USMC Searching for New Lightweight Hard Armor Plate
The MCSC (Marine Corps Systems Command) is on the search for a new Berry compliant, lightweight hard armor plate.
This search is intended to test the industry ability to generate a plate that is compatible with the Corp’s Enhanced Small Arms Protective Insert (ESAPI) as well as “provide sufficient protection for low-intensity threat environments,” as stated by a presser cited on Military.com.
Requirements for Lightweight Hard Armor Plate
The necessary requirements for the lightweight hard armor plates are currently:
Provide two-shot ballistic protection from non-armor piercing rounds that are currently prevalent in counter-insurgency operations and other low intensity threat environments.
- Rounds primarily fired by sniper rifles will be tested at a velocity expected at 100m-200m standoff.
- One shot will be in the crown location at 0-degrees obliquity; the other shot will be at off-center locations at 30-degrees obliquity.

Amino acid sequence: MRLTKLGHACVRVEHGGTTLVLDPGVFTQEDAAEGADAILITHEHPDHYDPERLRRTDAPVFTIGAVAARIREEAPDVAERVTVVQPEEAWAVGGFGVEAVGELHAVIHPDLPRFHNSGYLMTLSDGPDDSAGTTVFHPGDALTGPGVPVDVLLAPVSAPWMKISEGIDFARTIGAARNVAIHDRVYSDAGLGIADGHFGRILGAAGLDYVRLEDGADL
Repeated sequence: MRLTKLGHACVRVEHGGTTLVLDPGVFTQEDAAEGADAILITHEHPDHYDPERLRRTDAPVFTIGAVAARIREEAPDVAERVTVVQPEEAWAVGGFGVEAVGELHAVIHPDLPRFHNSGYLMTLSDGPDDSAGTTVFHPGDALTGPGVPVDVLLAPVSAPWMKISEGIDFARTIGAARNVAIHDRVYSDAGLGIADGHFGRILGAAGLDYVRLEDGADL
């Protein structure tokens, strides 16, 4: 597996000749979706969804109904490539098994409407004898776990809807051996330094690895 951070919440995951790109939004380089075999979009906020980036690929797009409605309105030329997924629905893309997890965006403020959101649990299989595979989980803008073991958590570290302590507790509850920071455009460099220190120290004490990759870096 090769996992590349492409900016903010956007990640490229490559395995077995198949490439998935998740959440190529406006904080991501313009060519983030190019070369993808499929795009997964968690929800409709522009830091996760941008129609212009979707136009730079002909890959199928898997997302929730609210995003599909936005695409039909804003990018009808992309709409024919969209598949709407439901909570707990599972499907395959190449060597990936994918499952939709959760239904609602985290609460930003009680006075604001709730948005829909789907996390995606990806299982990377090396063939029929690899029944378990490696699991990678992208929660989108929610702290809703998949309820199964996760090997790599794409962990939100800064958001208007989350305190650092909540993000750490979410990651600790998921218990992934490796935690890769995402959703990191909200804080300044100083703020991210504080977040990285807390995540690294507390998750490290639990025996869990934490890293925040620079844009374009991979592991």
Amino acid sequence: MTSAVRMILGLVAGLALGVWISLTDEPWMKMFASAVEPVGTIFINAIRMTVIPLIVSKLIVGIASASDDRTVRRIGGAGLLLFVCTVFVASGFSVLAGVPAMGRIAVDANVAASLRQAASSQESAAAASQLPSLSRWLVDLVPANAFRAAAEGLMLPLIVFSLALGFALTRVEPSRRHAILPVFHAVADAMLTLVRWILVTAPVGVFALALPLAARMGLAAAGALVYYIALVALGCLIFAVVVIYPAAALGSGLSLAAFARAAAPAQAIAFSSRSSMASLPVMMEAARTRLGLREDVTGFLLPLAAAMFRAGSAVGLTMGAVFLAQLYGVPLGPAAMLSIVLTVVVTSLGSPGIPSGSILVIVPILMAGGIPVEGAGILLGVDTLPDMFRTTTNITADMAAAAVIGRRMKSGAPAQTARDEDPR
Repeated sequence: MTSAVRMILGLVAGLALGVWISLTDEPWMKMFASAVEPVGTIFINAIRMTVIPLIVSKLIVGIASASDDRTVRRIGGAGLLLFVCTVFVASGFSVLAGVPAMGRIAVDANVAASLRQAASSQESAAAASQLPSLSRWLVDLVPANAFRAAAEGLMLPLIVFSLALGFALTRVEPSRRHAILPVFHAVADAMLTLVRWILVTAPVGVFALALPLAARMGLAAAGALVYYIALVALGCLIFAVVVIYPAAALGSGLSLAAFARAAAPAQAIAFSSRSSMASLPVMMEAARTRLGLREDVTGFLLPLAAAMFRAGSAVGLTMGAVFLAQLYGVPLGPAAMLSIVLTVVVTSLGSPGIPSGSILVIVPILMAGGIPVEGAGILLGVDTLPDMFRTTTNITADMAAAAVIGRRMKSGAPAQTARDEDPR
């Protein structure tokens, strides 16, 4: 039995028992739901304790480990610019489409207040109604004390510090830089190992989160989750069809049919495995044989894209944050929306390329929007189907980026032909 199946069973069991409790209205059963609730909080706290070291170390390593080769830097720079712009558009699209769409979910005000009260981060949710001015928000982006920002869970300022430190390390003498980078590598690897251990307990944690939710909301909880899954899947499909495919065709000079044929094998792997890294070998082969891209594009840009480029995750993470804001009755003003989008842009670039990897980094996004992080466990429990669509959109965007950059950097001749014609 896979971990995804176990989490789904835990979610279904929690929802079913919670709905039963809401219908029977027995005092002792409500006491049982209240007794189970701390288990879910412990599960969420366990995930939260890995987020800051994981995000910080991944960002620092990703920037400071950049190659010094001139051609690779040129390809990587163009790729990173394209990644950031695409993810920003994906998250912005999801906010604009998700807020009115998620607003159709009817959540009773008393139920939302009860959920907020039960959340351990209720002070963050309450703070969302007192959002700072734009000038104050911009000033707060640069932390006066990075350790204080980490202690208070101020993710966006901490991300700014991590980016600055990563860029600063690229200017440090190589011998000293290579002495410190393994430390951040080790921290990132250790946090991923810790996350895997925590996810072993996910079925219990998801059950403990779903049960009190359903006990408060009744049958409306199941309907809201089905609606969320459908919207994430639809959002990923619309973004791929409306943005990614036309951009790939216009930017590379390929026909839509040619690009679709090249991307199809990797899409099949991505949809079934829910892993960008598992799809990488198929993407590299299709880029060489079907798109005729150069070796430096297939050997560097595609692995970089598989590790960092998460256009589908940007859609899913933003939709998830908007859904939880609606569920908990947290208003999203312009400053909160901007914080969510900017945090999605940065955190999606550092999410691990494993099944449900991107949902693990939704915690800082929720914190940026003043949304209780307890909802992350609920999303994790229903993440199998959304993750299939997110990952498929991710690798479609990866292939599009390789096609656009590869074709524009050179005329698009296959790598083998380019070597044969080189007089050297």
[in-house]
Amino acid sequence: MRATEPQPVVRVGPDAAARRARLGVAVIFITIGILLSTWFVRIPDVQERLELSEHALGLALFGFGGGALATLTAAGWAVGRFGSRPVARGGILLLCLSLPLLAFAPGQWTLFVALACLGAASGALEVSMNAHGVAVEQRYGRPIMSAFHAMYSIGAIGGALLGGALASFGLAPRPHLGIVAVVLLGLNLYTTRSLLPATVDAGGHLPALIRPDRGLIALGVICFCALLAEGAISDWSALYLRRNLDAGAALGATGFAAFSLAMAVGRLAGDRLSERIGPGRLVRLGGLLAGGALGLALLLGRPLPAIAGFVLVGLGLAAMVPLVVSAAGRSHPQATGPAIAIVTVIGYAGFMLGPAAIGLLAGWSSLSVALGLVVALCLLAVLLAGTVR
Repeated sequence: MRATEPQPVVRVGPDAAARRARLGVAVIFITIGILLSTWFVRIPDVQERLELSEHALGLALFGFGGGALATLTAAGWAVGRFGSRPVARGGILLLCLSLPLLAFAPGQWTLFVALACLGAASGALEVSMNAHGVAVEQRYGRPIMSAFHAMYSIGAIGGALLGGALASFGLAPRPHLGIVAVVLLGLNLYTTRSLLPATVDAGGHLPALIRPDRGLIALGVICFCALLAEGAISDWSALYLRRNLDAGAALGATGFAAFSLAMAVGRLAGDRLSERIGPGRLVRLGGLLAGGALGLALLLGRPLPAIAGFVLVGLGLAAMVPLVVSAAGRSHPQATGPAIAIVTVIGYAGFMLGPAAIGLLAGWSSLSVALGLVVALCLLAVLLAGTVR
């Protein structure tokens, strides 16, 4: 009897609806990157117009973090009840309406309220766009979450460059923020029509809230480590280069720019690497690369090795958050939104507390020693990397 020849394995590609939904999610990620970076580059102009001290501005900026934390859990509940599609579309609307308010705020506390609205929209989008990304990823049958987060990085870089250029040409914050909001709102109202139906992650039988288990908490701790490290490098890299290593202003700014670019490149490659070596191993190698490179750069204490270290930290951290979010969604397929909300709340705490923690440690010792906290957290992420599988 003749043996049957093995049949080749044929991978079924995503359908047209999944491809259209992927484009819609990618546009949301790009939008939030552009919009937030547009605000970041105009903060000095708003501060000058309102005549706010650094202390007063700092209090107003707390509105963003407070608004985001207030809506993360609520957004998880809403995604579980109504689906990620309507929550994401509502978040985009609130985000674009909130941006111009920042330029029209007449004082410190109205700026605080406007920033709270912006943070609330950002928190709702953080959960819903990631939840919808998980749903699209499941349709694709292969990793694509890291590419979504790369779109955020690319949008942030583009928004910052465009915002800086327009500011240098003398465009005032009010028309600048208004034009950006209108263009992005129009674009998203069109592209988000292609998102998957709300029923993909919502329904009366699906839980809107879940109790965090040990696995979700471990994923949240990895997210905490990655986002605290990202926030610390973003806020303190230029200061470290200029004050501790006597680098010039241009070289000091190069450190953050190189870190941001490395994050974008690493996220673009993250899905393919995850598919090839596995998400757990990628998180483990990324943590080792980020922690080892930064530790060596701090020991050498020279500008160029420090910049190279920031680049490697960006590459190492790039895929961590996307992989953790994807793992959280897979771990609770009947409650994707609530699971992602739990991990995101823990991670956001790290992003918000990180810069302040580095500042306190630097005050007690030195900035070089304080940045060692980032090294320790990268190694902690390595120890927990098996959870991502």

- Meet back-face deformations less than 58 mm.
- Conform to Enhanced Small Arms Protective Insert shape and area of coverage.
- Possess a thickness that is the same or less than current ESAPI.
- Possess an areal density of 3.75 pounds/square foot (Objective) to 5.16 pounds/square foot (Threshold).
Background on Lightweight Hard Armor Plates
Last fall, the MCSC expressed the desire to procure a more flexible and lighter body armor implementation. This desire stems form the current choices that marines have in this area: either fifteen pounds with protection, or zero pounds with no protection.
Program Manager Infantry Combat Equipment (PM ICE) has tested over two hundred commercial plates from thirty-eight different companies in the last year to determine what type of lightweight solutions might be available to replace the current hard armor plates.
These plate tests were conducted by the MCSC’s Marine Expeditionary Rifle Squad Team during the Marine Corps Load Effects Assessment Program. After the program was completed and data was tabulated, it was found that new lighter weight plates had the potential to boost troop mobility by as much as eight percent. No small increase.
The contracts is scheduled to be awarded after all research into the product is concluded at the end of Fiscal Year 2019.